Also found in: Thesaurus, Encyclopedia.
1. A gallant or chivalrous man, especially one serving as escort to a woman of high social position; a gentleman.
2. A mounted soldier; a knight.
3. Cavalier A supporter of Charles I of England in his struggles against Parliament. Also called Royalist.
1. Showing arrogant or offhand disregard; dismissive: a cavalier attitude toward the suffering of others.
2. Carefree and nonchalant; jaunty.
3. Cavalier Of or relating to a group of 17th-century English poets associated with the court of Charles I.
[French, horseman, from Old Italian cavaliere, from Late Latin caballārius, from Latin caballus, horse; akin to Greek kaballēs, work horse, both Greek and Latin probably ultimately from an Iranian source (compare Khotanese kabä, horse, and Persian kaval, a slow, clumsy horse), from Old Iranian *kaba-, *kabala-, horse, akin to Late Latin cabō, gelding, and Old Church Slavonic kobyla, mare, and perhaps ultimately of Proto-Indo-European origin.]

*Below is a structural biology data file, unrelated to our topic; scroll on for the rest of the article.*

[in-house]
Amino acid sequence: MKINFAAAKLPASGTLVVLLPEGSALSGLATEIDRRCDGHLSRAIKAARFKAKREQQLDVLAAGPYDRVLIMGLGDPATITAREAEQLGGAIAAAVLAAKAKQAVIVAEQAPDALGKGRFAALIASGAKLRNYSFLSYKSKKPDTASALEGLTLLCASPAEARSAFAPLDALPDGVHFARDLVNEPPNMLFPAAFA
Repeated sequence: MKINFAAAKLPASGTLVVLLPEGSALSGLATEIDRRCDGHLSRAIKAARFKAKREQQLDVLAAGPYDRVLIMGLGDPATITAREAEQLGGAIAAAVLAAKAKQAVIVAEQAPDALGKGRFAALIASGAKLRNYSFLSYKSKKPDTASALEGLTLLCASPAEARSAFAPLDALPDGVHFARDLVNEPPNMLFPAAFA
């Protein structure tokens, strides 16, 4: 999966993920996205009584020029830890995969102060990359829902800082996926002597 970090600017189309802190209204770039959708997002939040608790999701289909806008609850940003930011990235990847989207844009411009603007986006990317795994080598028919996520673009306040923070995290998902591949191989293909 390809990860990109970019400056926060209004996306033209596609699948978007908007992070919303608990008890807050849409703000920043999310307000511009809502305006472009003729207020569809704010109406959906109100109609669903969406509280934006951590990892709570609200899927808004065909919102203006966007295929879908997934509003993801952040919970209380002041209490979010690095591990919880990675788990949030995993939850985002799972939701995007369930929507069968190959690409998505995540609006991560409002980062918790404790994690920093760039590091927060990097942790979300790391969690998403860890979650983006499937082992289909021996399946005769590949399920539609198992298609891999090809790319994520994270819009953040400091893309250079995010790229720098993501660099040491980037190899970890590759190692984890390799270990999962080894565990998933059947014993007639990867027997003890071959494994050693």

American Heritage® Dictionary of the English Language, Fifth Edition. Copyright © 2016 by Houghton Mifflin Harcourt Publishing Company. Published by Houghton Mifflin Harcourt Publishing Company. All rights reserved.
cavalierly[ˌkævəˈlɪəlɪ] ADV (pej) → desdeñosamente
Collins Spanish Dictionary - Complete and Unabridged 8th Edition 2005 © William Collins Sons & Co. Ltd. 1971, 1988 © HarperCollins Publishers 1992, 1993, 1996, 1997, 2000, 2003, 2005
Collins German Dictionary – Complete and Unabridged 7th Edition 2005. © William Collins Sons & Co. Ltd. 1980 © HarperCollins Publishers 1991, 1997, 1999, 2004, 2005, 2007